In October 2007 virtualization.info broke the news that the BIOS manufacturer Phoenix Technologies was working to enter the virtualization space with its own hypervisor.
The bare-metal virtual machine monitor (VMM), based on Xen and dubbed HyperCore, was officially confirmed one month later but it took more than one year to reach version 1.0.
The vision of Phoenix for that platform has been partially shared by a number of vendors that are offering their client hypervisors (or that are working to do so) at today.
The idea was to provide a very low footprint client hypervisor, centrally managed (Virtual Computer approach) and secured out-of-band (Neocleus and Citrix approach), that could serve personal and corporate virtual machines side by side (Citrix and VMware approach).
Despite remarkable partnerships (with SupportSoft, with NEC, with Asus) the product failed to impact the market in a significant way.
Its failure depended on many factors: in part because the adoption of the hypervisor required the adoption of new hardware with a new BIOS, in part because the first release took too much time to hit the market, in part because Phoenix Technologies hasn’t be able to consistently appear as a serious virtualization player.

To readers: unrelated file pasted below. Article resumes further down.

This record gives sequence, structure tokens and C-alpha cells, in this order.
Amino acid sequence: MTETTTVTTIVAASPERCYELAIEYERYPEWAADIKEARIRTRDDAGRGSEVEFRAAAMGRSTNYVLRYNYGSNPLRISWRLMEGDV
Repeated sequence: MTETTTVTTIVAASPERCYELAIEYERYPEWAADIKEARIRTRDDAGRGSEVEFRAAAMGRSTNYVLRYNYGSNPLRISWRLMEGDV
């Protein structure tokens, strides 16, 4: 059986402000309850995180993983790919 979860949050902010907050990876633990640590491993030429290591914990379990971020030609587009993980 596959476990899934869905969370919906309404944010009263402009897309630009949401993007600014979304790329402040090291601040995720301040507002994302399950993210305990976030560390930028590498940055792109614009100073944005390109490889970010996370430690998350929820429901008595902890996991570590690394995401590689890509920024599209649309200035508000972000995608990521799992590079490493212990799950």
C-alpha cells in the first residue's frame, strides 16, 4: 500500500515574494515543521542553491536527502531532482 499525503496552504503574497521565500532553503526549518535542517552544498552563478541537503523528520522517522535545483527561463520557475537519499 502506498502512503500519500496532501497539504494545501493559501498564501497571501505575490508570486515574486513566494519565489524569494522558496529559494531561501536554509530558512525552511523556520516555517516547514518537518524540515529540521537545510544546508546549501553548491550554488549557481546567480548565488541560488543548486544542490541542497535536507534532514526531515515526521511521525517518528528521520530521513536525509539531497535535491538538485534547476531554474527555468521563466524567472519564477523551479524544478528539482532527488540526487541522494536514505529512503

So Phoenix eventually decided to refocus its business development effort elsewhere and dropped the project a couple of months ago, as reported by SeekingAlpha.
The HyperCore assets will be bought by HP, for $12M, as Phoenix itself announced.
The interesting question is why HP is interested in a Xen-based hypervisor.
In November 2009 virtualization.info highlighted how the HP R&D department was already working on a Xen-based hypervisor. And that work was exactly focused on the development of a secure desktop virtualization platform.
At this point the HP’s ambition to deliver its own VDI platform is hard to hide, and the acquisition of HyperCore intellectual property and engineers may further accelerate the go-to-market plans.
All considered, HP still has its connection broker, its remote desktop protocol and its thin clients to leverage. What if the company would release a new generation of thin clients and laptops sporting a client hypervisor out-of-the-box that supports VMware, Citrix and Microsoft hypervisors for online and offline VDI scenarios?